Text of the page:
• What You Really Need to Set Up House

    After the June wedding, I'm assuming you will have a gorgeous new set of china and shiny silverware, plus a half-dozen plastic salad spinners. Take it from me, you will need a few additional wisely chosen, economically priced odds and ends to get you going in your new establishment.

    Here's my personal list, assembled, honed and whittled by experience, of what's actually needed in a kitchen. Most of the items you can find at your friendly online mega-retailers. I've put in a few links to some hard-to-find things, and I do include a few Glassery products on the list. I expect there will be a few quibbles here and there, as some things are a matter of personal style. For instance, maybe you prefer linen tablecloths to washable woven place mats. No matter. Just do avoid the plastic stuff -- it's soooo Old School.


    • Saucepans, all sizes. You'll want a large stainless steel one for boiling pasta and a small one for melting butter. For the rest, Woll Diamond, a new-generation non-stick technology hand-made in Germany, with tempered glass covers.
    • Large Le Creuset Dutch Oven (For stews, soups and chili)
    • All-Clad non-stick roasting pan
    • Cookie sheets and cooling racks


    • Lots of Anchor-Hocking Bake 'n' Store glass containers with silicone seals, in 2-cup, 5-cup and 12-cup sizes. Keeps vegetables, cheese and leftovers fresher than plastic zip bags do.
    • Lots of Anchor-Hocking stacking square glass storage jars, large and small. Square shape save space.
    • Glassery's Airtight Glass Canister, large size, for storing pasta


    • Set of knives, best you can afford
    • Korin knife sharpening blocks
    • Serrated knife with a point
    • Lots and lots of wooden spoons, ladles, forks and tongs
    • Slotted spoons (silicone or wood)
    • Large stainless steel ladle
    • Spatulas (silicone or wood)
    • Colanders, large and small
    • Strainers, all sizes
    • Pyrex mixing bowls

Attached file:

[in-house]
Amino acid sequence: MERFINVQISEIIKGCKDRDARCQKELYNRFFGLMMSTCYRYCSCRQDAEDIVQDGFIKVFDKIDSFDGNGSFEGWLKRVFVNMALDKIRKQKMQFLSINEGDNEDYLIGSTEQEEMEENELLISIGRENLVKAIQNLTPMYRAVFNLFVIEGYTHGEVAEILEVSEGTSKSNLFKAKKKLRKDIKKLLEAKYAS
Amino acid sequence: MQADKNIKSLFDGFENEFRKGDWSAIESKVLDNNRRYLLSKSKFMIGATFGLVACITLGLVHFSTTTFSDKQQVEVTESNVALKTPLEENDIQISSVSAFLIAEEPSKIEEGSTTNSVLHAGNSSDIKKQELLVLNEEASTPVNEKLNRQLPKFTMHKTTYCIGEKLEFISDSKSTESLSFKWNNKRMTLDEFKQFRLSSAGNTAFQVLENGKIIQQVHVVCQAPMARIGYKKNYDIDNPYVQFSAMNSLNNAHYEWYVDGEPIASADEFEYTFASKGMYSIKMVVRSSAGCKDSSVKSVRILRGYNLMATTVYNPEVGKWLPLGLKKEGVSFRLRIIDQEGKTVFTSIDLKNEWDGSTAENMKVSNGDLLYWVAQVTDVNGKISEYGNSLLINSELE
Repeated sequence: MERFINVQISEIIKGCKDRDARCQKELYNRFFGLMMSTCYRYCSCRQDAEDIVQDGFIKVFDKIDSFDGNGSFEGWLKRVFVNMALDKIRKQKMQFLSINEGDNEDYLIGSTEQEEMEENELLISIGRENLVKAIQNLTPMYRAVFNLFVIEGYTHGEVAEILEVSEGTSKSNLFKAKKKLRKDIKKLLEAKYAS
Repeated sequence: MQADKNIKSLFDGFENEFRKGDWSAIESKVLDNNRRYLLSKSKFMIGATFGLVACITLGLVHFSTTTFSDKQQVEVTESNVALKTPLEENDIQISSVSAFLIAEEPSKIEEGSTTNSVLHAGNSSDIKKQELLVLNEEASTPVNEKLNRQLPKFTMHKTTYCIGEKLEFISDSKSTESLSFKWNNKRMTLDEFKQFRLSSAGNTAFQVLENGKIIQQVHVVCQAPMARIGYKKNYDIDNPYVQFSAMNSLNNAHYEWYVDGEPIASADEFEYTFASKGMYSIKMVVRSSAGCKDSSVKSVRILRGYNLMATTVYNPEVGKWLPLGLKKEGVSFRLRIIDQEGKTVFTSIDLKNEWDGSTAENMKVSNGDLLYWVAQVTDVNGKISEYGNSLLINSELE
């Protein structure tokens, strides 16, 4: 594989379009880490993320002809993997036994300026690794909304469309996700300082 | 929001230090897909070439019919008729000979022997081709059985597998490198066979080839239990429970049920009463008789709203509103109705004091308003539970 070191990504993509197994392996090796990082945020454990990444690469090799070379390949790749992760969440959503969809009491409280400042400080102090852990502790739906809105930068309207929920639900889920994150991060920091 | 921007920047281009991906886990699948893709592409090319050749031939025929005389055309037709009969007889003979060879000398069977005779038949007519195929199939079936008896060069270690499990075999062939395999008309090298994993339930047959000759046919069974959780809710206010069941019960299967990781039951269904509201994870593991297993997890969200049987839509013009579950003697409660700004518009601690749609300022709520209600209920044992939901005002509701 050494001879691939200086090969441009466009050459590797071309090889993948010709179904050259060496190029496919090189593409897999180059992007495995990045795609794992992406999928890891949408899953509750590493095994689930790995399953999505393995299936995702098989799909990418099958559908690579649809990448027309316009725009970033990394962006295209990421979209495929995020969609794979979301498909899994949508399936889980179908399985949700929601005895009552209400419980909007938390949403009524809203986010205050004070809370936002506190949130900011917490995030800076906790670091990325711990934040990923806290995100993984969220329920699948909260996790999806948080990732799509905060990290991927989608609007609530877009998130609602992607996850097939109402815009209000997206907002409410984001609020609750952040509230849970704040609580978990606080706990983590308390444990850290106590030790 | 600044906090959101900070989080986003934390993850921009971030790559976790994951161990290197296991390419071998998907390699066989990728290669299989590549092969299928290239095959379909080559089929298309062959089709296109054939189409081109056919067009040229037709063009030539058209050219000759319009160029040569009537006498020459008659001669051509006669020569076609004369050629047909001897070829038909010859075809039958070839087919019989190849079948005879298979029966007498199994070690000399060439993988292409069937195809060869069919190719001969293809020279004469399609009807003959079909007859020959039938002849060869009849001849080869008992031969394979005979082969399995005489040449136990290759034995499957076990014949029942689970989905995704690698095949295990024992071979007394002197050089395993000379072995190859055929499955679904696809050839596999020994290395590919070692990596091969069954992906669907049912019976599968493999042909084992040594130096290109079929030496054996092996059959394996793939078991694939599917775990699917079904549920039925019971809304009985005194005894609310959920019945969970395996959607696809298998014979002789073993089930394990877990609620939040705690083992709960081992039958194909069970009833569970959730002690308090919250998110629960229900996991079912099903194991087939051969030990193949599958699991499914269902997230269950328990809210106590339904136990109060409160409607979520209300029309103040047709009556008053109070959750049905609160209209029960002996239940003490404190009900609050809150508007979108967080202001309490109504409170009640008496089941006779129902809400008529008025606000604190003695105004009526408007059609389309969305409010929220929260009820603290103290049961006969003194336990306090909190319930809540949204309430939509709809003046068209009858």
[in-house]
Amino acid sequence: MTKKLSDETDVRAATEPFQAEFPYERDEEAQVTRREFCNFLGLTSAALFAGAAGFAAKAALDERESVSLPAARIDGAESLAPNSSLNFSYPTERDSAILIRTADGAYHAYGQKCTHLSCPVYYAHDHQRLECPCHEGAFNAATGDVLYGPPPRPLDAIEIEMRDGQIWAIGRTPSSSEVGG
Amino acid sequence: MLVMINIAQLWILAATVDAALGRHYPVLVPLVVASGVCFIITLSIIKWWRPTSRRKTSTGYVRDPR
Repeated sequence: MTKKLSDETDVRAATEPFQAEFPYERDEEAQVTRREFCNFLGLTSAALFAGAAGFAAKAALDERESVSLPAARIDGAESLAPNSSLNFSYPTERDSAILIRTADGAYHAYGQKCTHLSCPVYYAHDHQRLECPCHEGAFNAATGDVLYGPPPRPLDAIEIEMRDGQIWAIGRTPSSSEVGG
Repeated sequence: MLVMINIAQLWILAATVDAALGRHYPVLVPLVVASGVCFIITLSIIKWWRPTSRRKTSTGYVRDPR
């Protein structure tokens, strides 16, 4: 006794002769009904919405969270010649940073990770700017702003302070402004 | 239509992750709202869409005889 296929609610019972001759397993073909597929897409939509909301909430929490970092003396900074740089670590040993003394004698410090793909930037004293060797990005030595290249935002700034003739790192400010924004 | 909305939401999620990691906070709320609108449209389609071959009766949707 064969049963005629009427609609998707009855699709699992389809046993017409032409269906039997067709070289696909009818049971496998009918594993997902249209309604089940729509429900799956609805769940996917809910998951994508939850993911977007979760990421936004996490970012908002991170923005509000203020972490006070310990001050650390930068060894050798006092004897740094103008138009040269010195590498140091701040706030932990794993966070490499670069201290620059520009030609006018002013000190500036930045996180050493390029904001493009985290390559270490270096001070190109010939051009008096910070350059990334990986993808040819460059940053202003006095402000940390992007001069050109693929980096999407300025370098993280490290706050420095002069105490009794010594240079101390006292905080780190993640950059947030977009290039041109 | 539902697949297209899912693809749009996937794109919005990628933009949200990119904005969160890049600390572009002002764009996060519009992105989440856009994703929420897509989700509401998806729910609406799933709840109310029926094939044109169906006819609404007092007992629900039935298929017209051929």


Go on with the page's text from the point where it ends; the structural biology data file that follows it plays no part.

• Williams-Sonoma stainless steel measuring spoons and cups 
    • Pyrex or Mason Jar tempered glass measuring cups -- 2 cup and 3-cup
    • Whisks, all sizes -- you can't have too many
    • Cheese slicer
    • Cheese grater
    • Vegetable peeler
    • Wooden cutting boards, all sizes
    • Laurence Brabant 'En Coulisses' Shakers for sugar, salt, pepper and spices
    • Lots of scissors
    • Garlic press
    • Bottle opener
    • Can opener
    • Bread box
    • Garlic skin remover -- looks like a large, short tube made of silicone
    • Granite mortar and pestle, for grinding salt. spices and guacamole
    • Handheld electric mixer -- really, you don't need a big bucks behemoth! 
    • Handheld immersion blender -- easier to clean than the old type
    • Bamboo or steel utensil drawer organizers -- Bed Bath & Beyond carries a selection. 
    • Ice pick -- I inherited my grandfather's back-of-the-drawer ice pick, and it comes in handy in surprising ways, like punching holes in shoe straps
    • Lemon press
    • OrangeX commercial orange press
    • Breville electric juicer
    • Toaster

    Take Tea and See

    • Chemex Teakettle for boiling water
    • Chemex drip coffeemaker, cleaning brush and filter
    • Coffee grinder 
    • Tea ball or teabag press
    • Borosilicate glass teacups for watching tea flowers bloom

    To Go

    • Eco lunch box
    • S'well Bottles -- stainless steel lightweight bottles that keep your tea hot and lemonade cold for many hours. 



    • Korin wineglasses. At the store in Tribeca, salesmen whack them on shelves to demonstrate their amazing durability. Japan is in the glass-making vanguard these days. Sara Japanese Pottery carries gorgeous (but pricey) drinking glasses. For a cheaper alternative, try:
    • Duralex drinking glasses, large and small -- French-made, practically indestructible
    • Olive wood bowls for fruit
    • Washable, woven natural fiber placemats
    • Hemp or cotton napkins from Sara Japanese Pottery
  • ← Next Post Previous Post →
  • Leave a comment